Now , take in mind that 35 years ago in our area of Idaho , we didn't have the luxuries of having a trauma center setup in our ER , paramedics , or a medical helicopter . This meant that if a patient needed specialized medical care , they would have to go by ground ambulance to hospitals in Boise or Salt Lake City . The highest level of training allowed at the time was Advanced EMT at the Intermediate Life Support ( ILS ) level . In addition to the skills roles and responsibilities a Basic EMT learns , they had at the time additional hours of training and education in administering I.V. fluids , Esophageal Obturator Airway ( EOA ) insertion , and application of the Pneumatic Anti Shock Garment (PASG ) or " MAST " suit . There were eight people certified at that level at the service that I worked for and the other service had 10 .

Moments later , as we were loading our patients into our 1981 Chevy Type ll hi roof van ambulance , my boss came over to ask who was going to drive to the hospital . I had a driver's licence with a good driving record so I excepted the assignment .

The unit itself was your basic orange & white rig with a Federal light bar with red and clear bulbs and clear lenses . it had two steady burning red lights on the hood with red flashing lights on the rear and sides with two white alley lights on each side . There was also two sirens in it . An SVP ( Southern Vehicle Products ) and North American Signal push button electronic . The police and hospital radios were both Motorola Micors . It had a 350 cc V-8 gas engine under it's hood .

I then hopped inside the front seat , fastened my seat belt , shut the door and started moving Code 3 to the hospital while notifying our dispatch . an ambulance from the other service along with a sheriff's deputy fell in behind me . NOw , all my attention was focused on getting these two patients and three of my fellow co-workers to the hospital as fast and safely as I can in one piece without heaven forbid having an accident . My mind was also focused on the traffic ahead and around us and there were no problems getting to the hospital . People were actually pulling over for us !

In a span of just about five minutes , we arrived at the new ER that had just opened up as part of an extensive renovation and expansion project . The ER staff was standing at the ready for the hand off of the patients coming in and we were directed to put the pregnant woman's significant other in the orthopedic treatment room and her in one of the resuscitation rooms . The others coming in would be placed in any one of the yellow curtained treatment stalls except for the driver of the car who was also critical , going into the other resuscitation room . The driver of the car had some extensive orthopedic injuries with a suspected concussion , so he was later that evening transferred to a hospital in Boise , that had the facilities to surgically treat his injuries .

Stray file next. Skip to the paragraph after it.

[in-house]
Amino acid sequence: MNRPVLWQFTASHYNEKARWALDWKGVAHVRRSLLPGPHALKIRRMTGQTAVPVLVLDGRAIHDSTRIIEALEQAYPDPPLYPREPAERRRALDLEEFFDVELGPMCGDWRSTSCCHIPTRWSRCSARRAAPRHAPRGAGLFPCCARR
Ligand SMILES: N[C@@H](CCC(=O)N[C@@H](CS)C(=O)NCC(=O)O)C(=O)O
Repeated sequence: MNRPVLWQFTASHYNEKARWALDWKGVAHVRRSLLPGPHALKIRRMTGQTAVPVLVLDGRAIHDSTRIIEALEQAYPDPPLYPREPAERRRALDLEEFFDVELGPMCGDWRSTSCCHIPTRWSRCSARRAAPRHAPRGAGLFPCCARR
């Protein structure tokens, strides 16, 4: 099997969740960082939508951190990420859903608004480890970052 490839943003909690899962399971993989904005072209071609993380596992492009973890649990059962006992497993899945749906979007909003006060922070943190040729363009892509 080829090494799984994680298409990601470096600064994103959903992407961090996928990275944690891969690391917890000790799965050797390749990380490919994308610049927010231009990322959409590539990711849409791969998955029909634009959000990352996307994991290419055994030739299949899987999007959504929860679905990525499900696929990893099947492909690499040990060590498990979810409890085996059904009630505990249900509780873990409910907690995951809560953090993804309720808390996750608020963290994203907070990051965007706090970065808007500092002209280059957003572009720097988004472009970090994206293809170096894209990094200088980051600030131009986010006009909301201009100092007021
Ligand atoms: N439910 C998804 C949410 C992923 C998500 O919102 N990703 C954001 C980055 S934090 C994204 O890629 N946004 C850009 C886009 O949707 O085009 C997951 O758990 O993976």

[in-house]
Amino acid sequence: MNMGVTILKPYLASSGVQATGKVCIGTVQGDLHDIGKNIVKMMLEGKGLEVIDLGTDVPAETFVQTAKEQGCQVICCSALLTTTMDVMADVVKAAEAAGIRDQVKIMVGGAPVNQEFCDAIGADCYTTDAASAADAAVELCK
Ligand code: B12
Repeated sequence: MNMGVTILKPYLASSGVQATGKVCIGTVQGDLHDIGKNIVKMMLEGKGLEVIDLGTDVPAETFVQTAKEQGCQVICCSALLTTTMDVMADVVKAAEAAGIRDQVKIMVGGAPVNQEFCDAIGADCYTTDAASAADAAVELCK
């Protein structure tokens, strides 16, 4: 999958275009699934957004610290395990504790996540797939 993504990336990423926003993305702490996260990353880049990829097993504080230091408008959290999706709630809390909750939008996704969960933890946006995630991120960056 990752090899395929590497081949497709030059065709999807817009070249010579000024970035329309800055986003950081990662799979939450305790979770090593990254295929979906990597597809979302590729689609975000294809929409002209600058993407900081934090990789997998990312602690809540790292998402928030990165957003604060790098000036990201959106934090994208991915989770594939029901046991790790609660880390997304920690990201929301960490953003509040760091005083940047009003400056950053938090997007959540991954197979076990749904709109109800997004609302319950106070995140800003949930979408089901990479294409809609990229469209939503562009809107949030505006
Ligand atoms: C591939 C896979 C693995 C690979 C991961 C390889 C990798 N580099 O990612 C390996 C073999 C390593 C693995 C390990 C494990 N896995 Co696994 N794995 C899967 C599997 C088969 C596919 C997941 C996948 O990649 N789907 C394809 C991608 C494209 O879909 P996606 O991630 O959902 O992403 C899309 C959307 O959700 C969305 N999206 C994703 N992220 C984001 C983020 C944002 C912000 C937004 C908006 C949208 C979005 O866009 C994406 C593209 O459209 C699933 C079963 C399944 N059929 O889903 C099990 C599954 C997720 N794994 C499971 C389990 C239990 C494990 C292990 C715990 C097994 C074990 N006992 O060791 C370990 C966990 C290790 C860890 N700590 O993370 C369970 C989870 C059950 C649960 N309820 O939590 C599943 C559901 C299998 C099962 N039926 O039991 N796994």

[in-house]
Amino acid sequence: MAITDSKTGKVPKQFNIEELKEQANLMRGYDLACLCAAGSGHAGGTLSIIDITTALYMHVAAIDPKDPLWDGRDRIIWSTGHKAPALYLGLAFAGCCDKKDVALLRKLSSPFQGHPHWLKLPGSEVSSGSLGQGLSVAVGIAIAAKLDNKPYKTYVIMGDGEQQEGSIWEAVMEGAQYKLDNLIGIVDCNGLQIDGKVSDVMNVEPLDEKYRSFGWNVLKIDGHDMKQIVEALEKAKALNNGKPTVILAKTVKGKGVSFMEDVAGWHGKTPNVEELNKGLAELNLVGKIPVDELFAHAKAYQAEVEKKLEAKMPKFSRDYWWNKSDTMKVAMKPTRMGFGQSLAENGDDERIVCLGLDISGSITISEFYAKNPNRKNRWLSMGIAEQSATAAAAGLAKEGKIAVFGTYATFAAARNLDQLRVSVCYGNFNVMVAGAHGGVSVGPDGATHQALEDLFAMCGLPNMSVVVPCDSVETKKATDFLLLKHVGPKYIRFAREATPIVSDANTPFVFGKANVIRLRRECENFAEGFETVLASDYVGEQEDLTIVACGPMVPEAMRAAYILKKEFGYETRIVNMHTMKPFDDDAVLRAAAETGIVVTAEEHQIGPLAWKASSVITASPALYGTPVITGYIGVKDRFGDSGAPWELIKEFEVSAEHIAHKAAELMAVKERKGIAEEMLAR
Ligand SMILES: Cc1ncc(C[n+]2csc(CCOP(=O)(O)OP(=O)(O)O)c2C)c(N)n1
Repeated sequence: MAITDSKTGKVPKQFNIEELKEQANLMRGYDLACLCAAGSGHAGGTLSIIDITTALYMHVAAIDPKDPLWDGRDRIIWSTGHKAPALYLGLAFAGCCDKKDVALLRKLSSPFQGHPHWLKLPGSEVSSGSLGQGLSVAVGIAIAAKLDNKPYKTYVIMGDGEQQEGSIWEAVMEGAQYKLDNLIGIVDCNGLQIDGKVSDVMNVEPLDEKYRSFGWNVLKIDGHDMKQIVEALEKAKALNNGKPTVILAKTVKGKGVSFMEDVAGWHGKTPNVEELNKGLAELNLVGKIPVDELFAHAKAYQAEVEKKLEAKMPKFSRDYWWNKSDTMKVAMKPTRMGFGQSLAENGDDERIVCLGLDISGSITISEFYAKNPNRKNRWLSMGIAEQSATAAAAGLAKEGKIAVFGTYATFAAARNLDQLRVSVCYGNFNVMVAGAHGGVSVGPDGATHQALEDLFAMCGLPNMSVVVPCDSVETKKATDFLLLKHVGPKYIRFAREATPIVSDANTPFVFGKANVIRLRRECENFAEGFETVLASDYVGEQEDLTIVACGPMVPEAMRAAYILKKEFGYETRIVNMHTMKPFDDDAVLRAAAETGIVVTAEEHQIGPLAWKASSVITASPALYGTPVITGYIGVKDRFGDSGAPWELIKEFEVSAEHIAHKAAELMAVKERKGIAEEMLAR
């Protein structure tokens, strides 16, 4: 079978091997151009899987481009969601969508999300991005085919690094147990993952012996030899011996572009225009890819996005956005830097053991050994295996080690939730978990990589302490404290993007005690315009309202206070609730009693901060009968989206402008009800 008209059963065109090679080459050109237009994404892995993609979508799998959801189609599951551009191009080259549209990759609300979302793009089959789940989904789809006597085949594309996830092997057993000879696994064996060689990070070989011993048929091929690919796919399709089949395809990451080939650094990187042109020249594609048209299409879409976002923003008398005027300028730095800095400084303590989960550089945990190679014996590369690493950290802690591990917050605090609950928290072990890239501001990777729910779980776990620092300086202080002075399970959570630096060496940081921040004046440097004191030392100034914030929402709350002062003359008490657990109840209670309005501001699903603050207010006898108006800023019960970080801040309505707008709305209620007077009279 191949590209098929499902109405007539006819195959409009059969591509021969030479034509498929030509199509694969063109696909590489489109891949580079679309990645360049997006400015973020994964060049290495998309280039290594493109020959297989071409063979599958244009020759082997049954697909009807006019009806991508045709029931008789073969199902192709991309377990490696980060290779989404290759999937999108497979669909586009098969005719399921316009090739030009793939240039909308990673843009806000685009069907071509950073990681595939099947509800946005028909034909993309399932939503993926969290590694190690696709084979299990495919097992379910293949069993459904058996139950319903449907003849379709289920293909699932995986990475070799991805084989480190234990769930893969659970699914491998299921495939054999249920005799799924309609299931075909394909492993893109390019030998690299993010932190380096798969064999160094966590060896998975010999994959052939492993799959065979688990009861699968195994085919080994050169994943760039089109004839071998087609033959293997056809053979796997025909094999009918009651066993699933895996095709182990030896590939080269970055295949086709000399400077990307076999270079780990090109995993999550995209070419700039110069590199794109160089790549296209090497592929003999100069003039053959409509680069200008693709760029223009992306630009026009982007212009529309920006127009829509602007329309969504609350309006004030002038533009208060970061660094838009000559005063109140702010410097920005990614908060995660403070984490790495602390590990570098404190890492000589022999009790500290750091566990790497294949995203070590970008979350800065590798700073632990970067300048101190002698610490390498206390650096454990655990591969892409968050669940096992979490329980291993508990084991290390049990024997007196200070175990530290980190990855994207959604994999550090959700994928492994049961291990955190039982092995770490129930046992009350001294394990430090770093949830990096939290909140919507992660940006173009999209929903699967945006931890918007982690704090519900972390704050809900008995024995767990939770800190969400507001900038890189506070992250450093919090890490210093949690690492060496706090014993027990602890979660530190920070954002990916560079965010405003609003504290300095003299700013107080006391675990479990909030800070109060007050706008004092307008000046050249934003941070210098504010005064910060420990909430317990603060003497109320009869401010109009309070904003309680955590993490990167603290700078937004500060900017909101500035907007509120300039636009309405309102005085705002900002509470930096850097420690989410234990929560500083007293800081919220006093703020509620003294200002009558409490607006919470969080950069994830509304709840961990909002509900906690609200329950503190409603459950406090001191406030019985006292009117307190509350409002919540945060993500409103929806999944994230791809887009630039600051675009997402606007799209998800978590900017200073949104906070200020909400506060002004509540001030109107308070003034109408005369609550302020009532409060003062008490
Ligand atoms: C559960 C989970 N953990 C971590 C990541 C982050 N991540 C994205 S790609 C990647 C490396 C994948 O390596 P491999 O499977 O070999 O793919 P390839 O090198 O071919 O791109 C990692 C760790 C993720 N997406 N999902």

Another one of the patients was hospitalized overnight for observation and three of them were treated and later released .

After we got the Patient Care Report ( PCR ) paperwork done and got the ambulance cleaned up , put back together and placed back into service , we headed back to the office concerned about the pregnant woman and exhausted .

It wasn't a bit over an hour later with all of us back from the call , when the elder boss who was also the county Coroner walked into the lobby with a saddened look on on his face . He called us all in there to break the bad news to us that he just got a call from the ER doc , and that in fact the baby had died . Our hearts were all broken and there were no words spoken , just stunned looks and tears shed . But if there is anything good to come out of this senseless tragedy , both our service and the new one worked well together without any bickering or a pi**ing contest .

However for myself , even though this is one call that I really want to forget about , I guess I never will .

Last edited by Derrick Walden; 06-30-2017 at 05:17 AM. Reason: misspelling , grammer
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The Following 12 Users Say Thank You to Derrick Walden For This Useful Post:
Abe Bush (04-29-2020), Denny Shira - Deceased - 1951 - 2020 (06-30-2017), Jon VanDermark (06-30-2017), Kent Dorsey (06-30-2017), Kevin O'Connell - Deceased - 1954 - 2019 (10-11-2018), Mark Jordan (07-01-2017), Mike McDonald (06-30-2017), Nicholas Studer (06-30-2017), Peter Grave (06-30-2017), Philip Scanio (06-30-2017), Richard Vyse (06-30-2017), Russell Dalziel (10-22-2017)

ems, idaho, multi casualty incident, real life stories, twin falls